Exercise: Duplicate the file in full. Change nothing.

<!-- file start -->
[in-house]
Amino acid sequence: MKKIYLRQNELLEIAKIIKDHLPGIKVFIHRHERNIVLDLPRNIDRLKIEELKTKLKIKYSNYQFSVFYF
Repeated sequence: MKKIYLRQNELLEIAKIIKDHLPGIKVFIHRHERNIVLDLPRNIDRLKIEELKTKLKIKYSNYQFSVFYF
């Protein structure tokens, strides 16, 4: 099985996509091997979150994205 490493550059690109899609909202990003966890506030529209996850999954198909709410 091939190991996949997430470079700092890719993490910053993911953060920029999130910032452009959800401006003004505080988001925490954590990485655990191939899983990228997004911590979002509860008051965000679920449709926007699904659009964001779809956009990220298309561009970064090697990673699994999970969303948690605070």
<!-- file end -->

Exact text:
[in-house]
Amino acid sequence: MKKIYLRQNELLEIAKIIKDHLPGIKVFIHRHERNIVLDLPRNIDRLKIEELKTKLKIKYSNYQFSVFYF
Repeated sequence: MKKIYLRQNELLEIAKIIKDHLPGIKVFIHRHERNIVLDLPRNIDRLKIEELKTKLKIKYSNYQFSVFYF
């Protein structure tokens, strides 16, 4: 099985996509091997979150994205 490493550059690109899609909202990003966890506030529209996850999954198909709410 091939190991996949997430470079700092890719993490910053993911953060920029999130910032452009959800401006003004505080988001925490954590990485655990191939899983990228997004911590979002509860008051965000679920449709926007699904659009964001779809956009990220298309561009970064090697990673699994999970969303948690605070």